“Price is what you pay, value is what you get”
Moving beyond one-dimensional capitalism
“All capitals are unequal, but some are more unequal than others.”
This was a thought that popped into my mind after a number of real-life and online conversations about the concept of multiple capitals. This notion proposes that there is a range of sources of value (capitals) that give rise to economic and social benefits, but that current accounting and economic approaches recognise only one — financial capital.
The number of “additional” capitals vary according to the model. For instance, Professor Paul Ekins (et al) suggested Four Capitals, Forum for the Future focuses upon five, Jane Gleeson-White suggests six in her recent book, Six Capitals: The revolution capitalism has to have — or can accountants save the planet?, though others consider there might be more — up to eight!
Given such diversity, the exact name and nature of the capitals proposed also vary, though most approaches feature the following capitals: natural, social, manufactured, human and financial.
However, all such approaches seek to achieve the same thing — to broaden our conception and consideration of what is valuable for delivering economic, social and ecological utility. In addition, they call for these wider aspects to be placed at the heart of economics, accounting, corporate planning and decision-making.
Whilst not a new idea, the multi-capitals concept has been gaining ground in recent years. It has been particularly strongly grasped by the accountancy profession, to an extent by policy makers (building upon the idea of “Natural Capital Accounting”) and by initiatives seeking to relate such wider concepts of value to the activities of business, notably the Natural Capital Coalition (formerly known as the TEEB for Business Coalition).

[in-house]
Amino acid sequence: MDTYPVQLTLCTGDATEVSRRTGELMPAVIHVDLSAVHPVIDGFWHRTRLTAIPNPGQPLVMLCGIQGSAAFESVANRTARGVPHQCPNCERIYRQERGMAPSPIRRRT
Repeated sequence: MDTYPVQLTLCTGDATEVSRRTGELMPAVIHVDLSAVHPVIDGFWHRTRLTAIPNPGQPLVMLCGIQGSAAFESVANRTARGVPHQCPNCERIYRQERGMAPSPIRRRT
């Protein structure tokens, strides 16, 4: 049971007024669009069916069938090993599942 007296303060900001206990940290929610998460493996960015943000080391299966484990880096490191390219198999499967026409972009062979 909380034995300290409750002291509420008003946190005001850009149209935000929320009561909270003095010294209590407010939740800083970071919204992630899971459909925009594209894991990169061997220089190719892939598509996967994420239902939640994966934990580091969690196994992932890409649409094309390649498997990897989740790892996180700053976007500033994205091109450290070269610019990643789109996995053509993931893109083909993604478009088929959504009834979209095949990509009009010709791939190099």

This post represents a personal take on the concept and a number of issues that it raises, not a comprehensive overview of the capitals concept, which contains more nuance and strategic thinking than is reflected within a subjective blog post.
A metaphor or a financial procedure?
Perhaps the most critical aspect of the concept is whether it is best understood as a metaphor, rather than as a concrete approach to accounting, useful to reinforce the fact that a sustainable world requires us to recognise a number of categories of value rather than a reductionist focus upon one — financial capital.
The danger of metaphors is that they don’t always travel well; they run the risk of not roaming very far before they are interpreted as a fact, not the reference to a fact. This was (somewhat depressingly) illustrated to me a few years back in a UK Parliamentary discussion of Natural Capital Accounting when an environment minister rebutted voiced concerns about the ability to reduce natural capital into a financial figure by saying (mildly paraphrased): “You don’t understand how useful it is to translate natural capital into a comparable metric (money). Once we do that we can use that figure to decide what the cost-benefit of a given action is.”
The trouble with this understanding is that, firstly it ignores the fact that natural capital is a metaphor for understanding value, not a mechanism for determining price; and secondly (and more importantly), price cannot be used to assess trade-offs when the trade-offs are between aspects of value with fundamental dependency relationships at their heart.